AVAILABLE ON DVD
RUNNING TIME: 96 mins
REVIEWED BY: Dr Lenera, Official HCF Critic
In 1872, Count Dracula and Lawrence Van Helsing do battle and kill each other, but one of Dracula’s disciples buries Dracula’s remains near Van Helsing’s grave at St Bartolph’s Church. One hundred years later, Johnny Alucard, who closely resembles that disciple of Dracula’s, persuades Jessica Van Helsing, granddaughter of Lorrimer Van Helsing who is a descendant of Lawrence Van Helsing, and her friends to attend a black magic ceremony in the now abandoned, deconsecrated St Bartolph’s. The ritual resurrects Dracula. A body is found drained of blood and a police investigation begins, but maybe it’s Lorrimer, an occult expert, who can really help….
While many films since Dracula A.D.1972 have successfully had vampires in the modern age, the Count himself has never fared too well when transplanted from the Victorian period. The first of two attempts by Hammer to do so, Dracula A.D.1972, despite bringing back Van Helsing who hadn’t been seen in the Hammer series since 1960’s The Brides Of Dracula, is a considerable misfire [though not a borderline disaster like The Horror Of Frankenstein], a film that does very little with its central idea. Dracula may be alive and well in 1972, but the film confines him to a desecrated church [supposedly this was at the insistence of Christopher Lee, but I find that surprising considering that he constantly complained about Hammer not giving the character enough to do], making no attempt to relate Dracula to modern society, in the process making him still seem anachronistic. There’s little atmosphere and seemingly little attempt at being frightening. For much of the time it just sort of plods along, though some fun can be had with its depiction of London teenagers which probably seemed outdated even at the time and which sometimes comes across as what old people think what young people are like and what they like to get up to. But the film never has the courage of its more kitschy elements and is only occasionally as entertaining as it should be.
No doubt inspired by the success of Count Yorga, Vampire, Warner Bros commissioned two Hammer Draculas set in the present day. Usual screenwriter Anthony Hinds refused to script it, so TV scribe Don Houghton did it. Initially called Dracula/Chelsea 1972 and then Dracula Today, it was supposedly inspired by the Highgate Vampire case in which supernatural activity was reported in Highgate Cemetery. The character of Jessica was originally written to be the daughter of Peter Cushing’s Van Helsing descendant, but the death of Cushing’s wife aged him considerably, so the script was quickly re-written to make him Jessica’s grandfather. Shooting took place in and around the Cavern coffee ship in Chelsea, Aldenham Country Park, and at Elstree Studios .Lee vetoed many lines making Dracula to be like the Devil such as, “I am the Curse, the Apollyon, Angel of the Destroying Furies, I am the Apocalypse”, though he did insist on a variant of a quote from Bram Stoker’s novel, “You would play your brains against mine, against me who has commanded nations?” Rod Stewart’s band ‘The Faces’ were contracted to perform two songs, but had to.make way for Warner contracted band ‘Stoneground. A few months later the new album from ‘The Faces’ sold really well. Director Alan Gibson [Crescendo] and producer Josephine Douglas argued over the direction of the film, Gibson wanting a more sober picture. Released with the amusingly dire Trog, it was Hammer’s most successful horror production in some time. In the US, a brief clip was played before the film in which actor Barry Atwater (the vampire Janos Skorzeny in The Night Stalker) rises from a coffin and swears the entire audience in as members of the Count Dracula Society.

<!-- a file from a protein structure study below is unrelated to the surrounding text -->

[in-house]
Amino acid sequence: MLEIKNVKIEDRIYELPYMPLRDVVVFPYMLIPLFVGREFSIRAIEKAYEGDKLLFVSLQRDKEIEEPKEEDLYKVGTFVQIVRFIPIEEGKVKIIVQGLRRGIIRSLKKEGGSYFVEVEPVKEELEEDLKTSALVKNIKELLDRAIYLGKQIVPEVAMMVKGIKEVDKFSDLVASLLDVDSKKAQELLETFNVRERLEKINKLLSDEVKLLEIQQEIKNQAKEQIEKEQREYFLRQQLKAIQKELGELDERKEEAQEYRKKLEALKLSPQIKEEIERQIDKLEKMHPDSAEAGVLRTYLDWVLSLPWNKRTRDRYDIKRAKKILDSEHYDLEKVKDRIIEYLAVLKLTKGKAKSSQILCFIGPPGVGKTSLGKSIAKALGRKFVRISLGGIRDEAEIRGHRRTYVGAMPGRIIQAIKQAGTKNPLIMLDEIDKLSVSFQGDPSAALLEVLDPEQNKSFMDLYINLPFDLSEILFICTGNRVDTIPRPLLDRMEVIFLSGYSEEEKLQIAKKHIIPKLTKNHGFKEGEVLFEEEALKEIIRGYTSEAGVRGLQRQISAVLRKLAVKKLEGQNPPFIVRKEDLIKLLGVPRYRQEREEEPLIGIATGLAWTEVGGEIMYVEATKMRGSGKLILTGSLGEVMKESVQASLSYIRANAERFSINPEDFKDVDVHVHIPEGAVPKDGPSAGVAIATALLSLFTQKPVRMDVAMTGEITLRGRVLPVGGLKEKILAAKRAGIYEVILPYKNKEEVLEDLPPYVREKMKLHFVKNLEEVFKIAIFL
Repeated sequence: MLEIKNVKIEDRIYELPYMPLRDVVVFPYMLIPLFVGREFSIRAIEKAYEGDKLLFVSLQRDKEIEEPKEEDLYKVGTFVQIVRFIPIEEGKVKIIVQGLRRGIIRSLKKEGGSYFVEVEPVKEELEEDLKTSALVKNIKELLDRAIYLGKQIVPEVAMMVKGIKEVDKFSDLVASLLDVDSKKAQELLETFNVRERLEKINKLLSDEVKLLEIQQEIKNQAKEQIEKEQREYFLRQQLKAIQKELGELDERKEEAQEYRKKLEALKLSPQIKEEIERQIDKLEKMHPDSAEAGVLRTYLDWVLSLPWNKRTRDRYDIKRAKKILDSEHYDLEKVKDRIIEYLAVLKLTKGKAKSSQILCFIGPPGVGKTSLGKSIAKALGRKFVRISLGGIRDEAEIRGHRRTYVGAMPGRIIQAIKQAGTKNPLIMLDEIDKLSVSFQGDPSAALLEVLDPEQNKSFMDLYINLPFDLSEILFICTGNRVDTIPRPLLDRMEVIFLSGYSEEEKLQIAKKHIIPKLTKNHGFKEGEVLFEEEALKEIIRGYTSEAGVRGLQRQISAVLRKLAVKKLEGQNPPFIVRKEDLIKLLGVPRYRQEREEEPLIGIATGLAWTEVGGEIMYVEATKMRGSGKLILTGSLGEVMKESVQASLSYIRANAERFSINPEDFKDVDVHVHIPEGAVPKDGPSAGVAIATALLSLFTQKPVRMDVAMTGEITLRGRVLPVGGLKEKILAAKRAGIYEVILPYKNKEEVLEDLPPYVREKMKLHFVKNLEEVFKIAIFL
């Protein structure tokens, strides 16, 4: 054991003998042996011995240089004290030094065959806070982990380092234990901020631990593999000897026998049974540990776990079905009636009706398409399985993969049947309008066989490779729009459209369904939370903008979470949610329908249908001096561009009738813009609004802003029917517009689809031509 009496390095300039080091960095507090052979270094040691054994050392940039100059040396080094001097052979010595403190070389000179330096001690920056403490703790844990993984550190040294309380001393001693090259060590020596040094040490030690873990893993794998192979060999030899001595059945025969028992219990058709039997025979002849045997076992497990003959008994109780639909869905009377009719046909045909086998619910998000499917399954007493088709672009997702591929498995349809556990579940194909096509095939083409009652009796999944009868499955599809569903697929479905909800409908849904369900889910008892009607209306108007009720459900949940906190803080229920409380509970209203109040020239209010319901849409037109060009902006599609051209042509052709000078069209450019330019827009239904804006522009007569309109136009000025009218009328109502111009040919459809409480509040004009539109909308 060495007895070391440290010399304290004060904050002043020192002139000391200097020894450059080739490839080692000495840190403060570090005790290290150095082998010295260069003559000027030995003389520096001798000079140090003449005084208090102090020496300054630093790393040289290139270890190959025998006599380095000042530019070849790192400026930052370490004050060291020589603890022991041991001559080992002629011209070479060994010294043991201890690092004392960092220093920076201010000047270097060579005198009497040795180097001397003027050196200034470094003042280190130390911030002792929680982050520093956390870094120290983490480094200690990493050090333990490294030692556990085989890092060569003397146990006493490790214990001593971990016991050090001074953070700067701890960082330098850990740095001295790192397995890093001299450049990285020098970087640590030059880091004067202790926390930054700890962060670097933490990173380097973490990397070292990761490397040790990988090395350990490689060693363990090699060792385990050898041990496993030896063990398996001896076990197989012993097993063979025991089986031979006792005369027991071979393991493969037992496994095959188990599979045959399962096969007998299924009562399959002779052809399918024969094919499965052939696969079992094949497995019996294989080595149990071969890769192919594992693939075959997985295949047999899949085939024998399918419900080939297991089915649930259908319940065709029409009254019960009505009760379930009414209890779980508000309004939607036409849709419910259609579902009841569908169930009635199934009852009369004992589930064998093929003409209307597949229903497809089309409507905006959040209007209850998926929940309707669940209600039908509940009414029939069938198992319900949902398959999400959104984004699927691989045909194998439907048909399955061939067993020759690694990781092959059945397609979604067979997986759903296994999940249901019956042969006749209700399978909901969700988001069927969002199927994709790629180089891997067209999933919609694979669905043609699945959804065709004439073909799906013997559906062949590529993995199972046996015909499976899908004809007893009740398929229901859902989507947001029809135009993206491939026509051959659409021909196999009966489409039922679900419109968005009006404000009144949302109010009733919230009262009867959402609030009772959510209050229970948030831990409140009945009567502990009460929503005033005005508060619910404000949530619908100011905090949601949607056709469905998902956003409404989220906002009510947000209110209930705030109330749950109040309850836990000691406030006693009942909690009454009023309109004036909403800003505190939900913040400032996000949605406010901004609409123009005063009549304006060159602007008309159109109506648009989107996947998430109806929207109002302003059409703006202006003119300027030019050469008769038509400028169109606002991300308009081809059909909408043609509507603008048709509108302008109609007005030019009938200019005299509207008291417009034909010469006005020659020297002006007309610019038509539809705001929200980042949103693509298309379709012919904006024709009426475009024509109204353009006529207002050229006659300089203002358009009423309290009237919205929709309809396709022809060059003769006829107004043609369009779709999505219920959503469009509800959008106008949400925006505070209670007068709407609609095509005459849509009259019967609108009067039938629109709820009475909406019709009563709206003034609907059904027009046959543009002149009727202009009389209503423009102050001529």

James Bernard’s three-chord Dracula signature motif is heard over the Warner logo before we go into Dracula and Van Helsing, here renamed Lawrence Van Helsing, doing battle on a runaway carriage in 1872. There’s some discrepancy here between this film and Dracula which was set in the 1880’s, but then this is a new demise for Dracula anyway and Scars Of Dracula ignored previous entries too. Poor blocking hampers the excitement of the scene, and how the hell does Dracula get his whole arm stuck inside a wheel? Both combatants die, but somebody take Dracula’s signet ring and buries his ashes near Van Helsing’s grave at St Bartolph’s Church. There’s a nice pan up from Van Helsing’s funeral to reveal a plane in the sky, and then we meet our teenagers who of course are played by people far too old. Right from the word go, they spout supposedly trendy dialogue like, “A little sing-in with a little love-in on the side” and “some way out stuff just came in from Copenhagen”, and it just doesn’t seem like we are watching 1972 young folk despite a few drug references, whether it be the nightclub they go to with its quiet, soft music where they drink cola, or their fighting over tickets for the, “new jazz spectacular at the Albert Hall”. One of their number, Johnny Alucard [spell the surname backwards, something first done in Son Of Dracula and it would be done again despite being absurdly easy to recognise], is bored with the usual places and activities. “I wonder if you’re ready for something way way out, a date with the Devil” he says, just like Ralph Bates’s Lord Courtley in Taste The Blood Of Dracula.